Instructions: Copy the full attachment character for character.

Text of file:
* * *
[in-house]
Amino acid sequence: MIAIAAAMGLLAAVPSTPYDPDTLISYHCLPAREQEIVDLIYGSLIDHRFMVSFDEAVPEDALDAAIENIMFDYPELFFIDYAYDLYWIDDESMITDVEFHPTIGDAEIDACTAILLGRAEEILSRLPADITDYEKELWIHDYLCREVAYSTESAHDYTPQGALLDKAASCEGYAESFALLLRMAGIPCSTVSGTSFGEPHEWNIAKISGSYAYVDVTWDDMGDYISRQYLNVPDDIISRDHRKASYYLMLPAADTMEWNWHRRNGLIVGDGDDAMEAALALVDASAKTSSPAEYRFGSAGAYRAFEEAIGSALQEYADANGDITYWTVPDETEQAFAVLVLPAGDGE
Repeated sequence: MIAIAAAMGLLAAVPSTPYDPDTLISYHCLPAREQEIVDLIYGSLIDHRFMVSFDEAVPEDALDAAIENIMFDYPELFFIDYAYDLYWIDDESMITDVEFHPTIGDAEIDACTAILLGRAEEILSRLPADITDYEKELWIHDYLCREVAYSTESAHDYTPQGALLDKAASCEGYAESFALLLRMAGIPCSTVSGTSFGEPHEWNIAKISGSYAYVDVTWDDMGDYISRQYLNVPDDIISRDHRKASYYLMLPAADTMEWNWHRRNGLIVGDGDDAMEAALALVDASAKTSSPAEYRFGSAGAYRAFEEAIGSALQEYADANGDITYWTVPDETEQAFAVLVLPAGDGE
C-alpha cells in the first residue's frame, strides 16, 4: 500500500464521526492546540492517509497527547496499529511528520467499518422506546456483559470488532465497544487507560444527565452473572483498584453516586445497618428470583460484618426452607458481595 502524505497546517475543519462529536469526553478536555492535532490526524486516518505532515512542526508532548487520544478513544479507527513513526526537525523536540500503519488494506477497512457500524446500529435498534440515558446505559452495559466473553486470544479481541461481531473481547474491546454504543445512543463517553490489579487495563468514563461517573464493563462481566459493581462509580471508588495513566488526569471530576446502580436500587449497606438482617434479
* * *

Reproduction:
[in-house]
Amino acid sequence: MIAIAAAMGLLAAVPSTPYDPDTLISYHCLPAREQEIVDLIYGSLIDHRFMVSFDEAVPEDALDAAIENIMFDYPELFFIDYAYDLYWIDDESMITDVEFHPTIGDAEIDACTAILLGRAEEILSRLPADITDYEKELWIHDYLCREVAYSTESAHDYTPQGALLDKAASCEGYAESFALLLRMAGIPCSTVSGTSFGEPHEWNIAKISGSYAYVDVTWDDMGDYISRQYLNVPDDIISRDHRKASYYLMLPAADTMEWNWHRRNGLIVGDGDDAMEAALALVDASAKTSSPAEYRFGSAGAYRAFEEAIGSALQEYADANGDITYWTVPDETEQAFAVLVLPAGDGE
Repeated sequence: MIAIAAAMGLLAAVPSTPYDPDTLISYHCLPAREQEIVDLIYGSLIDHRFMVSFDEAVPEDALDAAIENIMFDYPELFFIDYAYDLYWIDDESMITDVEFHPTIGDAEIDACTAILLGRAEEILSRLPADITDYEKELWIHDYLCREVAYSTESAHDYTPQGALLDKAASCEGYAESFALLLRMAGIPCSTVSGTSFGEPHEWNIAKISGSYAYVDVTWDDMGDYISRQYLNVPDDIISRDHRKASYYLMLPAADTMEWNWHRRNGLIVGDGDDAMEAALALVDASAKTSSPAEYRFGSAGAYRAFEEAIGSALQEYADANGDITYWTVPDETEQAFAVLVLPAGDGE
C-alpha cells in the first residue's frame, strides 16, 4: 500500500464521526492546540492517509497527547496499529511528520467499518422506546456483559470488532465497544487507560444527565452473572483498584453516586445497618428470583460484618426452607458481595 502524505497546517475543519462529536469526553478536555492535532490526524486516518505532515512542526508532548487520544478513544479507527513513526526537525523536540500503519488494506477497512457500524446500529435498534440515558446505559452495559466473553486470544479481541461481531473481547474491546454504543445512543463517553490489579487495563468514563461517573464493563462481566459493581462509580471508588495513566488526569471530576446502580436500587449497606438482617434479